[Unbound-users] unbound crashing on FreeBSD

W.C.A. Wijngaards wouter at nlnetlabs.nl
Mon Feb 3 09:58:23 UTC 2014

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Hi Sergey, Robert,

On 01/31/2014 02:42 PM, Sergey Matveychuk wrote:
> Forward Robert's answer to the list.
> 31.01.2014 15:30, Robert N. M. Watson wrote:
>> On 31 Jan 2014, at 01:43, Sergey Matveychuk <sem at FreeBSD.org>
>> wrote:
>>> +rwatson at FreeBSD.org
>>> Hello, Robert!
>>> Could you give us a hint about this problem with Capsicum and 
>>> Unbound, please?
>> I've added Pawel to the CC line in case he has any insights.
>> Capability limits, in general, apply only to file descriptors
>> that have been explicitly limited using cap_rights_limit(),
>> implicitly as a result of accept() from a limited socket, or open
>> via openat() on a limited directory descriptor. It seems like
>> there's scope for several possible bugs here:
>> (1) A previously undetected bug means that the wrong file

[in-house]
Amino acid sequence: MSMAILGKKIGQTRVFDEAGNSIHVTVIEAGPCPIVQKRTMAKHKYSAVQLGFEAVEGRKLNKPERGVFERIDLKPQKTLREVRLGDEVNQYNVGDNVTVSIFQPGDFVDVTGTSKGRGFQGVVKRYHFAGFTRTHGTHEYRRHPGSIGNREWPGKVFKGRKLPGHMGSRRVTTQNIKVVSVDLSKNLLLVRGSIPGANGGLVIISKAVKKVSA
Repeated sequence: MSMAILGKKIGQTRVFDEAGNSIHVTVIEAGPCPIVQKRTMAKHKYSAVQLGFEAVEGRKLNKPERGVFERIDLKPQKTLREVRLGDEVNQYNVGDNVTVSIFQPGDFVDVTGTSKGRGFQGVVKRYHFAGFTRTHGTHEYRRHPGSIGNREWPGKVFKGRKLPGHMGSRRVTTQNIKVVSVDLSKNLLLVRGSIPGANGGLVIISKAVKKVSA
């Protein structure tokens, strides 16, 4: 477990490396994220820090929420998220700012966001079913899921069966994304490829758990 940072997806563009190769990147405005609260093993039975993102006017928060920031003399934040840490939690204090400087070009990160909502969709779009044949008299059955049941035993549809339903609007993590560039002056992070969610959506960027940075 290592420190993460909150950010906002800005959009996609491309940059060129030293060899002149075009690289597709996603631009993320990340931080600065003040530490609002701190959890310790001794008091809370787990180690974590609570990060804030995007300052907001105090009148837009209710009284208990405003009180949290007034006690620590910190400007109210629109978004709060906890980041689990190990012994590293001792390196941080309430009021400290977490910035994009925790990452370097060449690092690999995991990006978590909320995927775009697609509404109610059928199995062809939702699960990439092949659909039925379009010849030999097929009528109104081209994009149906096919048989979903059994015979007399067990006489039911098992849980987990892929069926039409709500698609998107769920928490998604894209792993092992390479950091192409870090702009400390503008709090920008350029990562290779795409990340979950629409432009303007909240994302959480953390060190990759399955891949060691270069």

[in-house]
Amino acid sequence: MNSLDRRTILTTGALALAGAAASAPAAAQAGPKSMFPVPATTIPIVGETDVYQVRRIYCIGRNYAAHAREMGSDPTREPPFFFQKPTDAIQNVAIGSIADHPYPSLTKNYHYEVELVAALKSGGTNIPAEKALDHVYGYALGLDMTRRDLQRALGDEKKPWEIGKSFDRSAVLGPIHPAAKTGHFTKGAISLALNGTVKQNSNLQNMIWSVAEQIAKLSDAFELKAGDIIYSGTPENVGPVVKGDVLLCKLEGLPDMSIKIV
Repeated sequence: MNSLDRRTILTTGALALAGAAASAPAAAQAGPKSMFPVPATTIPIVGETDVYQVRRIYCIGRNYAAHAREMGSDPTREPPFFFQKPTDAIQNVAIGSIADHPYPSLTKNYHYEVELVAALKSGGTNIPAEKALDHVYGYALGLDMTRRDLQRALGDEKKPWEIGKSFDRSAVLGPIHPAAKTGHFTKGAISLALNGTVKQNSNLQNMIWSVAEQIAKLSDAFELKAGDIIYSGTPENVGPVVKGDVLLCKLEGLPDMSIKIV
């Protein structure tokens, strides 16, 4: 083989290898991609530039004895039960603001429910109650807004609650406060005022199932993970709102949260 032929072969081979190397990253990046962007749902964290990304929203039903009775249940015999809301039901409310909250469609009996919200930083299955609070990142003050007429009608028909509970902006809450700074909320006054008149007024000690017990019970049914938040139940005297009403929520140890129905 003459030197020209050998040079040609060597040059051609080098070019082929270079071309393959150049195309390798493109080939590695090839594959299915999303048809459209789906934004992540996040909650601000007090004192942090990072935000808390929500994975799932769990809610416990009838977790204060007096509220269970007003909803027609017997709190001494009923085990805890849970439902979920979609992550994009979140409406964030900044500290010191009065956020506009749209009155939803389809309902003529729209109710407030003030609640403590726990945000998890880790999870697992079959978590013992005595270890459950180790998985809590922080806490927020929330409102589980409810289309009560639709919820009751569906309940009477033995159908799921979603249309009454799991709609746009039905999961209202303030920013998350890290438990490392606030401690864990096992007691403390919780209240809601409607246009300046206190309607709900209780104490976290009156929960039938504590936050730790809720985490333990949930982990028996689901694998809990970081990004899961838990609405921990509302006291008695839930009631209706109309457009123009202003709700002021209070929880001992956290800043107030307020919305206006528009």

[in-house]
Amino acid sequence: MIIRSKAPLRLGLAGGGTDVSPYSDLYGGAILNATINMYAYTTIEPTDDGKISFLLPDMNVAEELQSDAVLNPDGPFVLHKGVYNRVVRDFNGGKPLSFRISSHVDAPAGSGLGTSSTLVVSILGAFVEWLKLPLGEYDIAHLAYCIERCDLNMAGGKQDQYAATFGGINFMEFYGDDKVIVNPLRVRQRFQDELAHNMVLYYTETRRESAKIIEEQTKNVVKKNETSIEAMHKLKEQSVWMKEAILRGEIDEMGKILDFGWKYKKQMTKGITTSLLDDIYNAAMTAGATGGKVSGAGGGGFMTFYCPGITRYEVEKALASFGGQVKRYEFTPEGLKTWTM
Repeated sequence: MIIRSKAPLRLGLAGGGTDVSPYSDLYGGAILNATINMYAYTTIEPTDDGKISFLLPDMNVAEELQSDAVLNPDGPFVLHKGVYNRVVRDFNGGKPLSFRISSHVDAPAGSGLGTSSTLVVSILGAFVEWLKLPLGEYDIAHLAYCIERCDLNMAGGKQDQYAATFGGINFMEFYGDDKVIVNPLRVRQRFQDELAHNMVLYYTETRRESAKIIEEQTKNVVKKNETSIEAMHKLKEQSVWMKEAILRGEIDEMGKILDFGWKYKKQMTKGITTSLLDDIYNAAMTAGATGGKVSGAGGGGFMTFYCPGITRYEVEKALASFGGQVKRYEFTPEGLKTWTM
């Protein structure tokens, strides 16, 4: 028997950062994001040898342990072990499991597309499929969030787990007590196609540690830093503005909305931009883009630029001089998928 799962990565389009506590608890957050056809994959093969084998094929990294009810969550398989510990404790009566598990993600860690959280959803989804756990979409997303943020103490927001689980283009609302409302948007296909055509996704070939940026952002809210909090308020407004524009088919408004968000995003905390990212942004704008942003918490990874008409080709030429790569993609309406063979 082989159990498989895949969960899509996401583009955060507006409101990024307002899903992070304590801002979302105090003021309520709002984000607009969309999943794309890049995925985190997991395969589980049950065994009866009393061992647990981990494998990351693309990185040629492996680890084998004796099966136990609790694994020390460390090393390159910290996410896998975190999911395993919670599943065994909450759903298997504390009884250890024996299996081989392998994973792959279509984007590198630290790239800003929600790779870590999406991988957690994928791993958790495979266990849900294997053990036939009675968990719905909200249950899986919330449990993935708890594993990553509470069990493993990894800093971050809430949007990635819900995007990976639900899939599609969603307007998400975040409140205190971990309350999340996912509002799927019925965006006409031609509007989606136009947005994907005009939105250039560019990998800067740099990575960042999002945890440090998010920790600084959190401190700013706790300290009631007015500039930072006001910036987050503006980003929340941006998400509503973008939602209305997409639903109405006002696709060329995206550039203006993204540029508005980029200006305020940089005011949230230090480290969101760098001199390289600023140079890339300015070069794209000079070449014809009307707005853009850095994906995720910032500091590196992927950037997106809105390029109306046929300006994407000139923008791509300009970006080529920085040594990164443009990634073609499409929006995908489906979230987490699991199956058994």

>> descriptor (but correctly limited) is being passed to the system
>> call -- it's just no one noticed before because waiting on the
>> wrong event can have subtle-to-spot outcomes sometimes (whereas
>> writing to the wrong file descriptor is more often obvious!).

So, we do not run into regressions, and the software seems to work for
a long time.  This must then be some sort of odd corner case in the
code, generally that would mean a file descriptor is interchanged with
another, and it is closed while still being used.  Would that not
result in other error output?  How would we find out which file
descriptor is wrongly being used?

>> (2) A file descriptor is unexpectedly (but correctly) limited -- 
>> perhaps returned by a library or inherited from another process,
>> in which case we need to work out how to limit it less, or at
>> least figure out what is going on and prevent the problem.

Since NSD does not do libcapsicum calls, and it uses very little
library.  Openssl is used for nsd-control connections.  So I would